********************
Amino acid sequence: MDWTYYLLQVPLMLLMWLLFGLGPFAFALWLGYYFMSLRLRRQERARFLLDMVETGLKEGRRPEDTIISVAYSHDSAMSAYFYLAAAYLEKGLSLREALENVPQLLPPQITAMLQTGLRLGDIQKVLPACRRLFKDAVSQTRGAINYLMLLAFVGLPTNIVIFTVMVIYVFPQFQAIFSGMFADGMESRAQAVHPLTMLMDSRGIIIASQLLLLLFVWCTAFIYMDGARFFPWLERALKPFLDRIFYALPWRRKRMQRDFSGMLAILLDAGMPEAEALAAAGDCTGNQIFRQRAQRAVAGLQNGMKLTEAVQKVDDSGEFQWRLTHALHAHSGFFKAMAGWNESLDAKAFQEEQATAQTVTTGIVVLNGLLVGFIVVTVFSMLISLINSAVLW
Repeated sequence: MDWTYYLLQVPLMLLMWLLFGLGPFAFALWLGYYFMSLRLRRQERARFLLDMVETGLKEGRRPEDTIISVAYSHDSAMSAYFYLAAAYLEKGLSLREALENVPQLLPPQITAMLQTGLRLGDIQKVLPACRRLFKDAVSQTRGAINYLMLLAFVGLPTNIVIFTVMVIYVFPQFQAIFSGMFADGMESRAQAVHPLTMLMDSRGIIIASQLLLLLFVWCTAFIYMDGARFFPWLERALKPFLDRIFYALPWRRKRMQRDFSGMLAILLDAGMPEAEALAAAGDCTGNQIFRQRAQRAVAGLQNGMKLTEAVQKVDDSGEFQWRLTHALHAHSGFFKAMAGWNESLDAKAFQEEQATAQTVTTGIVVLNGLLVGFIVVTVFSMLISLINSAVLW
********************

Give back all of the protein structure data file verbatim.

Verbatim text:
Amino acid sequence: MDWTYYLLQVPLMLLMWLLFGLGPFAFALWLGYYFMSLRLRRQERARFLLDMVETGLKEGRRPEDTIISVAYSHDSAMSAYFYLAAAYLEKGLSLREALENVPQLLPPQITAMLQTGLRLGDIQKVLPACRRLFKDAVSQTRGAINYLMLLAFVGLPTNIVIFTVMVIYVFPQFQAIFSGMFADGMESRAQAVHPLTMLMDSRGIIIASQLLLLLFVWCTAFIYMDGARFFPWLERALKPFLDRIFYALPWRRKRMQRDFSGMLAILLDAGMPEAEALAAAGDCTGNQIFRQRAQRAVAGLQNGMKLTEAVQKVDDSGEFQWRLTHALHAHSGFFKAMAGWNESLDAKAFQEEQATAQTVTTGIVVLNGLLVGFIVVTVFSMLISLINSAVLW
Repeated sequence: MDWTYYLLQVPLMLLMWLLFGLGPFAFALWLGYYFMSLRLRRQERARFLLDMVETGLKEGRRPEDTIISVAYSHDSAMSAYFYLAAAYLEKGLSLREALENVPQLLPPQITAMLQTGLRLGDIQKVLPACRRLFKDAVSQTRGAINYLMLLAFVGLPTNIVIFTVMVIYVFPQFQAIFSGMFADGMESRAQAVHPLTMLMDSRGIIIASQLLLLLFVWCTAFIYMDGARFFPWLERALKPFLDRIFYALPWRRKRMQRDFSGMLAILLDAGMPEAEALAAAGDCTGNQIFRQRAQRAVAGLQNGMKLTEAVQKVDDSGEFQWRLTHALHAHSGFFKAMAGWNESLDAKAFQEEQATAQTVTTGIVVLNGLLVGFIVVTVFSMLISLINSAVLW